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Turkey’s False Promises on Halki
During a recent press conference on international religious freedom, US Secretary of State Mike Pompeo called for the “immediate reopening” of the Halki Seminary, a seminary Turkey ordered closed in 1971.
Some may consider this call in the context of the connection to Halki of recently enthroned Archbishop Elpidophoros and the late June flourish of Congressional attention to religious freedom in Turkey and believe that some movement on Halki may come soon. That, however, would be a bad bet.
As HALC’s Managing Director Georgia Logothetis has previously detailed in “Turkey’s trail of broken promises on reopening Halki Seminary”, Tayyip Erdogan’s Turkey has almost masterfully slow played the opening of Halki. His governments have constantly raised the prospect of opening the seminary and have even promised the US government to do so. All those promises are inevitably walked back.
Roughly one year into Erdogan becoming Prime Minister, his Education Minister – while at a ceremony with the Greek Education Minister – declared that he didn’t see any reason why Halki couldn’t be opened.
Hope again arose in 2009, when President Obama made his first state visit to Turkey, addressed the Grand National Assembly and said: “Freedom of religion and expression lead to a strong and vibrant civil society that only strengthens the state, which is why steps like reopening Halki Seminary will send such an important signal inside Turkey and beyond.”
Obama followed up that speech with a direct meeting with the Ecumenical Patriarch while in Turkey, who then was invited to Washington, DC later that year. On that trip, Vice President Biden and Secretary of State Clinton hosted head of state level dinner for His All Holiness, who also met with the President, the Senate Majority Leader and the Speaker of the House of Representatives. It may be hard to believe it now, but in 2009 Washington was in the midst of establishing a special relationship with Turkey and it made reopening Halki one of its asks.
Over the next few years, President Obama and Vice President Biden kept raising Halki with Erdogan. Then on March 25, 2012, after a meeting on the sidelines of a nuclear security summit in South Korea, President Obama – in the very presence of Erdogan – congratulated the Prime Minister for protecting religious minorities (!) and announced “I am pleased to hear of his decision to reopen the Halki Seminary.”
Erdogan spoke next, and of course failed to elaborate on the Halki reference. Back in Turkey, it took less than one day to walk back this “commitment” from Erdogan to Obama.
The roller coaster of raised expectations turned into false promises has persisted for seven more years. Turkey tried to make the issue a reciprocal one – tying it to the opening of a mosque in Athens and changes in how muftis are appointed in Greece. The US continued pressing on the issue – with Vice President Biden, Secretary Clinton and Secretary Kerry all visiting Halki, The US Commission on International Religious Freedom (USCIRF) has identified the continued status of Halki as part of the reason it keeps Turkey on the list of worst religious freedom violators of the world.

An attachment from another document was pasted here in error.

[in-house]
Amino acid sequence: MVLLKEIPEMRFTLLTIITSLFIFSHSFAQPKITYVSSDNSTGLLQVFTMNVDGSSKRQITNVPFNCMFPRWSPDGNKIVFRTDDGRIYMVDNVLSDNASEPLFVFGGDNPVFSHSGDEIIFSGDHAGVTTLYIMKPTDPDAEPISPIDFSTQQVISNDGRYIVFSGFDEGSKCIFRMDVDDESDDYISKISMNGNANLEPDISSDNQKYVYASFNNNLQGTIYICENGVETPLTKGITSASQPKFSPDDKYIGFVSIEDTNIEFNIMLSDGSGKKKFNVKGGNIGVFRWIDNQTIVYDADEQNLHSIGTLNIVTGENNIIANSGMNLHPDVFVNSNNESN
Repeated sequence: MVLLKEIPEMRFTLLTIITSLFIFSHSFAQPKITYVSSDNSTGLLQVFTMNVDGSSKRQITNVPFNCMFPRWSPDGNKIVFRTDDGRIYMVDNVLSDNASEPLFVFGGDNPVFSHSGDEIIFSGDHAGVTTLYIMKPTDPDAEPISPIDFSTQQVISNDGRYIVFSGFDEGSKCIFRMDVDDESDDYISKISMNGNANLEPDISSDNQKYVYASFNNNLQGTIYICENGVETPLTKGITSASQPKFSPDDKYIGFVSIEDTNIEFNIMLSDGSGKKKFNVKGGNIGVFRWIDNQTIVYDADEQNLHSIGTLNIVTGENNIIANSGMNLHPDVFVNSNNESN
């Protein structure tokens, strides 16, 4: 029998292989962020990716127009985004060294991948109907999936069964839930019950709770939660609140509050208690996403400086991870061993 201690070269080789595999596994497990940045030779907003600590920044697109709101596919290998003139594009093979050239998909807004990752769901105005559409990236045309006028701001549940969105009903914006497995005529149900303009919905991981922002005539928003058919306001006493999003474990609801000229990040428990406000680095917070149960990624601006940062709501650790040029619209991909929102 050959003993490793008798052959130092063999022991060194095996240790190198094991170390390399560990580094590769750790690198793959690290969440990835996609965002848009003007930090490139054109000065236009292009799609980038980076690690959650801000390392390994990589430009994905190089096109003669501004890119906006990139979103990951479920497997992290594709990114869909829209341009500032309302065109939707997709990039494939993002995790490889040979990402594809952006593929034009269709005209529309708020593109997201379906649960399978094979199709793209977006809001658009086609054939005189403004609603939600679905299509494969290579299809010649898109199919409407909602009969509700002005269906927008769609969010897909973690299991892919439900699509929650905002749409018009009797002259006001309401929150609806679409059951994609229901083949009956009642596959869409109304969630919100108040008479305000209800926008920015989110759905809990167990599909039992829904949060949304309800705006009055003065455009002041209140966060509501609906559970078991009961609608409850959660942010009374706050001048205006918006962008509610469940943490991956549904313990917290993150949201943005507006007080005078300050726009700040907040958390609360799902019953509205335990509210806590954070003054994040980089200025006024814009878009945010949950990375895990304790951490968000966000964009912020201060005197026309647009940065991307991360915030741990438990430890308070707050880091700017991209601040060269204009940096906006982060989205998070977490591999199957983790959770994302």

And now the Trump Administration has called for the reopening of Halki.
It has been over 2600 days since Erdogan made his false promise to Obama on opening Halki. This is a lie that he has never been held to account to, something that former President Obama (who was lied to) and the State Department (which has applauded/encouraged the Ecumenical Patriarchate’s rift with the Russian Orthodox Church) should be particularly ashamed of.
This Administration, however, has shown an alternative way forward. When Erdogan attempted to renege on his deal with President Trump over the release of Pastor Brunson, the Trump Administration imposed Global Magnitsky Act sanctions on two Turkish Ministers, severely affecting the Turkish economy despite the limited scope of the sanctions. Given that such sanctions allow the U.S. government to target individuals, companies or other entities involved in corruption or human-rights abuses anywhere in the world and that both USCIRF and the State Department continue to identify the closure of Halki as a violation of religious freedom, Magnitsky sanctions should be applicable here.
And lest the Administration needs reminding, this is as much an American matter as an international one. The Greek Orthodox Archdiocese of America – with its 560 parishes and over one million adherents across the US – is an Eparchy of the Ecumenical Patriarchate. Thus, the Ecumenical Patriarch is the ultimate spiritual AND administrative head of a significant American community. That successive administrations – and especially this one, with its strident commitment to the global protection of Christianity – takes no concrete action against a continuing religious freedom violation that not only offends American values, but the direct interests of so many American citizens – is beyond sad.
This is why the ante has to be raised. Halki is no longer enough. We’ve tolerated more than enough: two decades of false promises (the diplomatic way of saying “lies), attempts to make a matter of international religious freedom into a bilateral affair between Greece and Turkey, and watching Turkey move the goalposts again and again even as Greece made changes to the way muftis are selected and is set to open a mosque in Athens this coming September.
Halki was supposed to be the first step towards full religious freedom. Erdogan has slow played this issue to the point that he will claim he can do nothing more than open Halki. He should not be given the chance. It is time for the initial demand to be increased: Turkey should have no say on who the Ecumenical Patriarch is.